Git vs Monotone

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Git vs Monotone

Sverre Rabbelier
Heya,

I just read this blog post [0] in which one of the Pidgin devs sheds
his light on their 'tool choice'. In the post he mentions the
following figures:

"I don't mind the database, myself. I have 11 working copies
(checkouts) from my single pidgin database (8 distinct branches, plus
duplicates of the last three branches I worked on or tested with).
Each clean checkout (that is, a checkout prior to running autogen.sh
and building) is approximately 61 MB. If this were SVN, each working
copy would be approximately 122 MB due to svn keeping a pristine copy
of every file to facilitate 'svn diff' and 'svn revert' without
needing to contact the server the working copy was pulled from. Now,
let's add that up. For SVN, I would have 11 times 122 MB, or 1342 MB,
just in working copies. For monotone, I have 11 times 61 MB for the
working copies (671 MB), plus 229 MB for the database, for a grand
total of 900 MB. For me, this is an excellent bargain, as I save 442
MB of disk space thanks to the monotone model. For another compelling
comparison that's sure to ruffle a few feathers, let's compare to git.
If I clone the git mirror of our monotone repository, I find a
checkout size of 148 MB after git-repack--running git-gc also
increased the size by 2 MB, but I'll stick with the initial checkout
size for fairness. If I multiply this by my 11 checkouts, I will have
1628 MB. This is even more compelling for me, as I now save 728 MB of
disk space with monotone."

I'm in the process of cloning the repo myself, and will check if doing
a more aggressive (high --window and --depth values) repack will get
us below that 148, but I'm thinking it's just that big a repo. Anyway,
it seems git is getting screwed over in this post because he is not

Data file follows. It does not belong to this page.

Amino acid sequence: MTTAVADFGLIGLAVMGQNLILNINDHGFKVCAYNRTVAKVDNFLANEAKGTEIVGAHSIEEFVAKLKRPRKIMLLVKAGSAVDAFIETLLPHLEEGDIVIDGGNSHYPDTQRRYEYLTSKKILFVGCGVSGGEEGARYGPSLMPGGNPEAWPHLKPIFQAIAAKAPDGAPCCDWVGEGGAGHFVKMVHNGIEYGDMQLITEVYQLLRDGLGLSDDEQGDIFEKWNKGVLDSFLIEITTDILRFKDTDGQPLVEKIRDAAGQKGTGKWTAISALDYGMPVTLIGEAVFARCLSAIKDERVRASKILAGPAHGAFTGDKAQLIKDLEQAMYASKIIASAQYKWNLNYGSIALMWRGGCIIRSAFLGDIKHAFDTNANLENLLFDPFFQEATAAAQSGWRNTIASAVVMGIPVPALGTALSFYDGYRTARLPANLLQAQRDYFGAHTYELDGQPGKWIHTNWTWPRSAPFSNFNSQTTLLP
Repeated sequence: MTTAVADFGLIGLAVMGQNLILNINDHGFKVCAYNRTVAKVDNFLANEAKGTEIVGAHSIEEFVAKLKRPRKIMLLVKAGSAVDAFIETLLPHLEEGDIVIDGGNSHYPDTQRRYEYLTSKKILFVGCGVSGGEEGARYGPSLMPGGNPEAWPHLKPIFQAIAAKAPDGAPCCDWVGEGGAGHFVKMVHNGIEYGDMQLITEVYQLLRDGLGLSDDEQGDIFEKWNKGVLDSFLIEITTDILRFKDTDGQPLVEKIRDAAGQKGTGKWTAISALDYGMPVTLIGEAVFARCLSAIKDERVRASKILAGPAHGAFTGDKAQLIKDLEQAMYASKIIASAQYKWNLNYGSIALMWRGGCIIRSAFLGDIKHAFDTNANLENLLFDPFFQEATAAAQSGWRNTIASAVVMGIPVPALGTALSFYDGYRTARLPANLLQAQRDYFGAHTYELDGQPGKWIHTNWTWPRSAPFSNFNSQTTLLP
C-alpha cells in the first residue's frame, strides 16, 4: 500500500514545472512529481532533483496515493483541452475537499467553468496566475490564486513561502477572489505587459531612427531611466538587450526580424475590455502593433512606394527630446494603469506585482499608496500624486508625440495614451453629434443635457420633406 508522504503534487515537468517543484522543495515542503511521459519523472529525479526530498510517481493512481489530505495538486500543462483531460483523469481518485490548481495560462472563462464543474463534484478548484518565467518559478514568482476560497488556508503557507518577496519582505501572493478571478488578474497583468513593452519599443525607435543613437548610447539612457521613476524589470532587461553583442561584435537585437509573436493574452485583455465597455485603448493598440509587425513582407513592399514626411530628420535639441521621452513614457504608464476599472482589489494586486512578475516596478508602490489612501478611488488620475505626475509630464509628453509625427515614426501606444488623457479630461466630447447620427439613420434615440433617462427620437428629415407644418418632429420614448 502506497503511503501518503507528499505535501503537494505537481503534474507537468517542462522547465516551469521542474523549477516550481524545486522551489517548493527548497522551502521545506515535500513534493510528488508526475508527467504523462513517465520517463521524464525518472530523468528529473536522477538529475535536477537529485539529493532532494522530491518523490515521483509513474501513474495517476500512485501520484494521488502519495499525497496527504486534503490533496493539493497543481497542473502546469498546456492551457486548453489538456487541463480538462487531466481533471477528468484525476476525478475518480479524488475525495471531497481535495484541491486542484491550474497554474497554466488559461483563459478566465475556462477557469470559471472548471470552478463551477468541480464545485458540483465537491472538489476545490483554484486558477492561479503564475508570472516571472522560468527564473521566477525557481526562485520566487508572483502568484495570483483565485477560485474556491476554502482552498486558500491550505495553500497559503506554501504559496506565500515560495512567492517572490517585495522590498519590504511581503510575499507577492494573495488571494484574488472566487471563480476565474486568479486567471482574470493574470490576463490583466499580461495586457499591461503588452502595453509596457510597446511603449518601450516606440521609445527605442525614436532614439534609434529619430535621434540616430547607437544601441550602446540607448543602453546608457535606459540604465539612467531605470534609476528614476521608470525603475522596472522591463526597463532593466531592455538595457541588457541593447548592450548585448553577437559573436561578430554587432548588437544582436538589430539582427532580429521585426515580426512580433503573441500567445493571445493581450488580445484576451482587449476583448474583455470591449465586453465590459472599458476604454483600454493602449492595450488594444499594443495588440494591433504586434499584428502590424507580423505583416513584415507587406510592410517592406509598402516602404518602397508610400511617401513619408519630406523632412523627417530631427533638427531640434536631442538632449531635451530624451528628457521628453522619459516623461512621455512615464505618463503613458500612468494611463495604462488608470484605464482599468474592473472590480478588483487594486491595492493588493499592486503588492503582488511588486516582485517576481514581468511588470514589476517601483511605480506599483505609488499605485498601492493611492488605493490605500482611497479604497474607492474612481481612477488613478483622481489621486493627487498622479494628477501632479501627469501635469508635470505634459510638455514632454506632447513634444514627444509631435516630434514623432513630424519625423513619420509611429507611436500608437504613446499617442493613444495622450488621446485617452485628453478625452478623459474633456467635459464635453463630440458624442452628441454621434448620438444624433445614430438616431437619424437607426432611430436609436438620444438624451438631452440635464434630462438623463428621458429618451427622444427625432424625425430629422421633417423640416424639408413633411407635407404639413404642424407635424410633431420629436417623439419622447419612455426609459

taking advantage of git's object-database-sharing capabilities. Am i
right in thinking that with git-new-workdir we would end up at
61*11+148 = 819MB? (Which would actually put us below monotone by
80MB.) Not that I care much whether monotone or git is smaller in disk
size, I'm just curious if we indeed offer this capability? Perhaps
someone with more knowledge of git-new-workdir could shed a light?

[0] http://theflamingbanker.blogspot.com/2008/07/holy-war-of-tool-choice.html

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Sverre Rabbelier
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Re: Git vs Monotone

Stephen R. van den Berg
Sverre Rabbelier wrote:
>If I clone the git mirror of our monotone repository, I find a
>checkout size of 148 MB after git-repack--running git-gc also
>increased the size by 2 MB, but I'll stick with the initial checkout
>size for fairness. If I multiply this by my 11 checkouts, I will have
>1628 MB. This is even more compelling for me, as I now save 728 MB of
>disk space with monotone."

You have at least two options to reduce diskspace:
a. Clone once from remote, then clone from that clone, it should
   hardlink the larger packfiles to the initial clone and therefore not
   cost you a lot.
b. Clone once from remote, and create 11 branches inside the new cloned
   repo.  Switch branches while doing development.

Most git users pick b.  It's easier to work with.  Having 11 unpacked
repos means that all the object files in those trees are almost up to
date, but it adds to the complexity of comparing changes and merging
changes between branches.  The compilation speed can be increased with
ccache if need be.
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Sincerely,
           Stephen R. van den Berg.
"There are three types of people in this world: those who make things happen,
 those who watch things happen and those who wonder what happened."